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Technology > Marketing Technology

A Simple Software Decision-Making Process

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The importance of software in the financial services industry is rising. Although financial advisors use software on a regular basis, there is no single source or individual that possesses all of the information needed to select the very best products. As a result, when advisors make a decision to purchase a particular piece of software, they do so based on the information they have obtained, which is always limited to some extent.

In reality, advisors may not choose the very best software. Instead, they select one that seems to meet their needs. In this post, we will take an inside view of a software company and discuss questions designed to improve the software selection process.

Customer Technology Lifecycle

Newly released software always contains a few bugs. This is an inevitable part of the technology industry. From the customer’s standpoint, in the early stage of a purchase, you may be excited about the prospective benefits. Then, as the advisor ascends the learning curve, your enthusiasm may wane as you discover a bug or a perceived deficiency. Finally, when the customer becomes increasingly familiar with the software, you become more valuable to the software company. 

The Product Enhancement Dilemma

After the initial launch, product enhancements become a key focus as the software company strives to remain competitive. Deciding which enhancements to include and which to exclude can be challenging. How do companies manage this process? Some ideas are internal and some are external (i.e., customer experience itself). Here are three primary factors in the product enhancement process:

  1. the number of customer requests for a specific enhancement
  2. the efficacy of the enhancement
  3. the number of employees available to do the development work

Some of the best ideas will come from customers. However, when seeking feedback from customers, the company must be careful. This is because some ideas will clearly be good; some ideas may be good, but this may not be immediately apparent; and some ideas will be worthless, perhaps even ridiculous. Therefore, the company must be diplomatic and not offend those with ideas in the last category.

Most companies track the number of requests for a particular feature enhancement, but there can be a problem when basing the product enhancement decision solely on the number of customer requests. Henry Ford wanted to build a V-8 engine. This was not a customer request. Hence, it wouldn’t have made the list if the decision was based only on the number of customer requests. Fortunately (for the Ford Motor Co.), Henry was the owner. In short, some of the most valuable ideas stem from a single source. When a good idea is presented, if the company lacks sufficient insight, it will fail to recognize it.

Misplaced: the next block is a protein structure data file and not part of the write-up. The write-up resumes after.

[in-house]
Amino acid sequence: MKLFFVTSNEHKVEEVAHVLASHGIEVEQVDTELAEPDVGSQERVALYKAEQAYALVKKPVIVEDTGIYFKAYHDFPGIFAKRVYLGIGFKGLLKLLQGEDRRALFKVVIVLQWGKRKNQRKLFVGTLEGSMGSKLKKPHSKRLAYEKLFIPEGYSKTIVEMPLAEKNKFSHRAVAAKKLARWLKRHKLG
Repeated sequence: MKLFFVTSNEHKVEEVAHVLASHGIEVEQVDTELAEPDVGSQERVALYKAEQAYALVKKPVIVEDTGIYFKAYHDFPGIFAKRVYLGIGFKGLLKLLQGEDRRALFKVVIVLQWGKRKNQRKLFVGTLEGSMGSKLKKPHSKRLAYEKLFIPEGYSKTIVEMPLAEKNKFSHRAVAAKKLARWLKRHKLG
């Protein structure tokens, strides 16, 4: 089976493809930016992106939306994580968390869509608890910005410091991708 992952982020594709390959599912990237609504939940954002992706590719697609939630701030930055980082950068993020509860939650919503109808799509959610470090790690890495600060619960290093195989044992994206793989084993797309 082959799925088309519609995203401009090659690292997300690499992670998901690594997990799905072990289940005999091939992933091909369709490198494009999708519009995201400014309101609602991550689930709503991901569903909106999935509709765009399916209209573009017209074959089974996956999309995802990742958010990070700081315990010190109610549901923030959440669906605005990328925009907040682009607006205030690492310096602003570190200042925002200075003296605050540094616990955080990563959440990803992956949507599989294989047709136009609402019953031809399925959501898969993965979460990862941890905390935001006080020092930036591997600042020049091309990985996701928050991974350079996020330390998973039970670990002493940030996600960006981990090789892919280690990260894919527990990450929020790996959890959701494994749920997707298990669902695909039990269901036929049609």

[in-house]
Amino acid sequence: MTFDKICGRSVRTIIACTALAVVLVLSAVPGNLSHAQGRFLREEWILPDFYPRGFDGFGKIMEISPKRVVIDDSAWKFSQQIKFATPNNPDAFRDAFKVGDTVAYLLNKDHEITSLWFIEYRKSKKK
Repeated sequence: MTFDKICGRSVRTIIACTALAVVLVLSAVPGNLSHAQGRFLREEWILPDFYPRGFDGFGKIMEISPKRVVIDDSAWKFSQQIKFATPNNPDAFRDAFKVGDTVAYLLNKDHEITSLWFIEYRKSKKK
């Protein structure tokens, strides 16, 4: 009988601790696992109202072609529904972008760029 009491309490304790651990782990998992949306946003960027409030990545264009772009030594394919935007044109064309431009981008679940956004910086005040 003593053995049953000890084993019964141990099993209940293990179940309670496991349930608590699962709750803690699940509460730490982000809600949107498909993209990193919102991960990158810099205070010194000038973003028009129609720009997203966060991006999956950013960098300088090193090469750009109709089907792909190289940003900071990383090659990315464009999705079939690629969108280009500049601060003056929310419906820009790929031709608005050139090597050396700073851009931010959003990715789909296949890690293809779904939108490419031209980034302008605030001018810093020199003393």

Purchasing Software: A Systematic Approach

Advisors must decide how best to allocate capital on software. To minimize poor decisions, here are some issues to consider.

  1. Make a list of every important requirement of the new software. You could use Microsoft Excel, listing requirements in the columns and a different piece software in each row.
  2. How many years has the company been in business? Be careful when subscribing to a new company’s product. Many new businesses fail. If a large company owns the new firm, the risk may be reduced.
  3. How many employees work in the company?
  4. Where is it headquartered?
  5. How many individuals work in the customer support department?
  6. How many customers does the company have? It probably won’t say, but knowing the ratio of customers to support staff is important.
  7. What is the target market (RIAs, large B-Ds, banks, etc.) for the software?
  8. How does the company feel about receiving customer feedback? I’m certain they will say they welcome it.
  9. How does the company determine which features or enhancements it incorporates?
  10. If applicable, does the software integrate with your custodian or broker/dealer?
  11. If applicable, does the software integrate with other software (especially, software you currently use or expect to use)?

Questions 2-11 can be included as columns in the Excel spreadsheet mentioned in item one above. In considering a large number of questions/issues, you will move your decision from the emotional to the logical realm.

Until next time, have a great week and thanks for reading! 

For a more detailed look at the best process to take for choosing a customer relationship management system, see Spenser Segal on CRM Success.


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